More specifically, it is an object of the present invention to provide a pulse width modulation power amplifier employing power MOS FETs in which power losses due to switching are greatly reduced.
The above and other objects of the invention are met by an output stage for a pulse width modulation amplifier employing power MOS FETs in which diodes, which are separate from the inherent diodes of the MOS FETs, are provided between output and power source or drain terminals, and inductors are inserted into the source or drain legs of the power MOS FETs. With this arrangement, the power losses during switching in the output stage are very significantly reduced.
FIG. 1 is a schematic diagram of a conventional power output stage of a pulse width modulation amplifier employing MOS FETs;
FIG. 2 is a graph showing characteristic curves of the MOS FETs employed in the circuit of FIG. 1;
FIGS. 3A to 3C are waveforms taken at various points in the circuit of FIG. 1;
FIG. 4 is a graph showing the efficiency and power loss in the output stage of the amplifier circuit of FIG. 1;
FIG. 5 is a schematic diagram of a power output stage constructed in accordance with the present invention;
FIGS. 6A to 6C show waveforms taken at various points in the circuit of FIG. 5;
FIGS. 7A and 7B show further waveforms of the circuit of FIG. 5;
FIG. 8 is a graph showing the efficiency and power loss in the output stage of the circuit of FIG. 5; and
FIGS. 9 through 12 are schematic diagrams showing alternative preferred embodiments of the invention.
Referring now to FIG. 5, a first embodiment of an output circuit of the present invention will be described. Reference numbers used in common in FIG. 5 and the following figures indicate like or similar components in FIG. 1.
As indicated in FIG. 5, the drains of each of the power MOS FETs Q1 and Q2 are connected through respective inductors L2 and L3 to the input of the low-pass filter 3. The cathode of a first high-speed diode D3 is connected to the power source terminal 1 and the anode to the low-pass filter 3. Similarly, the anode of a second high-speed diode D4 is connected to the power source terminal 2 and its cathode to the input of the low-pass filter 3. The inductances of the inductors L2 and L3 should be sufficiently small that the ordinary operation of the circuit is not affected. A typical value is 2 microhenries. Inductors L2 and L3 may be bead-core type inductors. For the diodes D3 and D4, the reverse recovery time should be small, preferably, below several decades of nanoseconds.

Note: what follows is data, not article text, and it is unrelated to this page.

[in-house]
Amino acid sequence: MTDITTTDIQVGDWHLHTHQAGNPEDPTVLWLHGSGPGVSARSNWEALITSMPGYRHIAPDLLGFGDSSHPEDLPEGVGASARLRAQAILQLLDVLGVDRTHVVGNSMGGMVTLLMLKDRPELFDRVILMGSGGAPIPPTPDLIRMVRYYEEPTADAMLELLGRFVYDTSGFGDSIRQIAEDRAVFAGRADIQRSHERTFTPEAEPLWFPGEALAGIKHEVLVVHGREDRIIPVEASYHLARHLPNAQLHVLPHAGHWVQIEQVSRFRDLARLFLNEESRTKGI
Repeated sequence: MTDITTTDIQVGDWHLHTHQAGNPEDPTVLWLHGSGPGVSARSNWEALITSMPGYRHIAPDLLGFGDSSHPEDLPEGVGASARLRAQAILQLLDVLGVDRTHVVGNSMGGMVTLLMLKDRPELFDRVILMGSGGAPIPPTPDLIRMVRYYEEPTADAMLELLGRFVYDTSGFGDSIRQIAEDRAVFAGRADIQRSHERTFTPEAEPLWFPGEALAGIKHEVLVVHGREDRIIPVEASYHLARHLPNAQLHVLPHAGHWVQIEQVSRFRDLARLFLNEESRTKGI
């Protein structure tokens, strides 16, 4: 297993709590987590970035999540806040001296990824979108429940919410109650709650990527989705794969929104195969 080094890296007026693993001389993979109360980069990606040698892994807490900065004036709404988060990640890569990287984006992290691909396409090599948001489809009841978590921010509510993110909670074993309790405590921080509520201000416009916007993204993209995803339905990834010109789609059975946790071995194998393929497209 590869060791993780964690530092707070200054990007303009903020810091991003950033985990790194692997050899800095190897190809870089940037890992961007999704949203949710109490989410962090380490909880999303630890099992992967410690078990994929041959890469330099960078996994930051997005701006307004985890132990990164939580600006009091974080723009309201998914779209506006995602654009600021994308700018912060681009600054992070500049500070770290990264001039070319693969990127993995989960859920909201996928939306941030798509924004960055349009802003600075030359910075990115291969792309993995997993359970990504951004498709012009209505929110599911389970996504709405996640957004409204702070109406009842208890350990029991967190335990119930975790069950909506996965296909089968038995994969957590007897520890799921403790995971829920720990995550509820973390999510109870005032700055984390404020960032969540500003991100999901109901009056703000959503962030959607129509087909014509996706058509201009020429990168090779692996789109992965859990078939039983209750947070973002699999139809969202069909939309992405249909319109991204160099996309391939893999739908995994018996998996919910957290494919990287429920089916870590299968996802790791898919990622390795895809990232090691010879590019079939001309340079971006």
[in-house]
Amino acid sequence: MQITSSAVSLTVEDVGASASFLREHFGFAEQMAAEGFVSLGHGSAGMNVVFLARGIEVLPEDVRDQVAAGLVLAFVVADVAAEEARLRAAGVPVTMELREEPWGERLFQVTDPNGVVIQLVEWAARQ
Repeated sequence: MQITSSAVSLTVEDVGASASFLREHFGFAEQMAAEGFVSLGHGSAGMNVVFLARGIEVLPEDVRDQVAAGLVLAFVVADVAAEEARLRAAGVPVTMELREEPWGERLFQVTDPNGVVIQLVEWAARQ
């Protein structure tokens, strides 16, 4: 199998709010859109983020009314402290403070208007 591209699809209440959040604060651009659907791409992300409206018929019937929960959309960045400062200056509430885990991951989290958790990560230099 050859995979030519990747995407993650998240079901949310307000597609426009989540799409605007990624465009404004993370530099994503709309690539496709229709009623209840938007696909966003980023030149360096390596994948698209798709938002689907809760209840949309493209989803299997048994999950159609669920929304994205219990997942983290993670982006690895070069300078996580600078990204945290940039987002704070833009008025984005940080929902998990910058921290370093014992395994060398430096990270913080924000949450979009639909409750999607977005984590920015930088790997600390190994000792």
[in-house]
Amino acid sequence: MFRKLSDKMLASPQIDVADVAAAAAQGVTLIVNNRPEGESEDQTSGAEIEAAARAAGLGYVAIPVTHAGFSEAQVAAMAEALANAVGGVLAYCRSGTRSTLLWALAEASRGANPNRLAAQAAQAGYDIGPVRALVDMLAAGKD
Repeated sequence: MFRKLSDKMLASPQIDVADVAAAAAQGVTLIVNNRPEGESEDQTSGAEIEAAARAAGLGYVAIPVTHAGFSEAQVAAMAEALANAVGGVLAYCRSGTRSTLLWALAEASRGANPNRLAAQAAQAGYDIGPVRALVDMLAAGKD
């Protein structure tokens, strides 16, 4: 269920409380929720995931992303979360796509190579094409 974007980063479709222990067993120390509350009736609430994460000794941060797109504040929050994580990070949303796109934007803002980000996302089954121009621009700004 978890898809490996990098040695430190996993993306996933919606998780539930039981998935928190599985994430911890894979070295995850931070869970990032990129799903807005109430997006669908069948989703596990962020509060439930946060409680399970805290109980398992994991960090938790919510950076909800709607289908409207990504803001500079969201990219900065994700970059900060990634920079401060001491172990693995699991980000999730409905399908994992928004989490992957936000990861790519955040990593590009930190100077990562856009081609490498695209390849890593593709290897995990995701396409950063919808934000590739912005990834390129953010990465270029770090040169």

FIGS. 6A through 6C are waveform diagrams showing the voltage V1, the current i1, and the current i2 +i3 composed of the currents flowing in the diodes D2 and D4. FIGS. 7A and 7C show, on an enlarged scale, the waveforms of the currents i2 and i3, respectively.
When the MOS FET Q1 is not conducting, that is, when the current i1 is 0, the currents i2 and i3 flow through the diodes D2 and D4, respectively. At the instant that the currents i2 and i3 start to flow, the current i3 makes up substantially the entire sum. The current i3 gradually falls off while the current i2 increases. This is due to the fact that, upon build-up of the current i2, the voltage across the inductor L3 is reduced, whereupon the voltage drop across the diodes D2 is reduced. When the MOS FET Q1 starts to conduct, the voltage V1 increases to a potential near that of the positive power source terminal. When the MOS FET Q1 starts to conduct, a reverse voltage is instantaneously imposed across the diode D4, and the forward current therethrough is cut off. However, since the diode D4 is a high-speed diode, the time needed to switch between forward and reverse flows is short and the reverse current is small. The current of the diode D2 changes more slowly because of the inductor L3 connected in series with the MOS FET Q2, and hence the reverse current through the diode D2 is limited, as indicated by the FIGS. 7A and 7B. As a result, the sum of the reverse currents i2 and i3 is maintained very small, as can be seen from FIG. 6C. That is, the current flow from the positive power source terminal, through the MOS FET Q1, the diode D2, and the diode D4 to the negative power source terminal is greatly reduced compared with the conventional circuit.
FIG. 8 shows graphically the efficiency and power loss of the circuit of FIG. 5. As FIG. 5 demonstrates, the efficiency of the circuit is improved and the power loss in the output stage considerably reduced compared with the prior approach.
As described above, power MOS FETs are used for switching elements in an output stage, but the present invention is not limited to a circuit using such devices. Also, it is possible to insert the inductors L2 and L3 in the source legs of the devices while attaining the same effects as in the above-described embodiment.
In an embodiment shown in FIG. 9, the switching elements are both implemented with N-channel FETs. In that circuit, the inductors are connected in series with the sources of the two devices.
Still further, it is possible to employ a unidirectional switching elements such as bipolar transistors while obtaining the same effects. Such embodiments are illustrated in FIGS. 10 to 12, which are self-explanatory.
Although the invention has been described above with reference to the case of pulse width modulation power amplifier, the present invention can be applied as well to high-speed switching circuits.
This completes the description of the preferred embodiments of the invention. Although preferred embodiments have been described, it is believed that numerous modifications and alterations thereto will be apparently one of ordinary skills in the art without departing from the spirit and scope of the invention.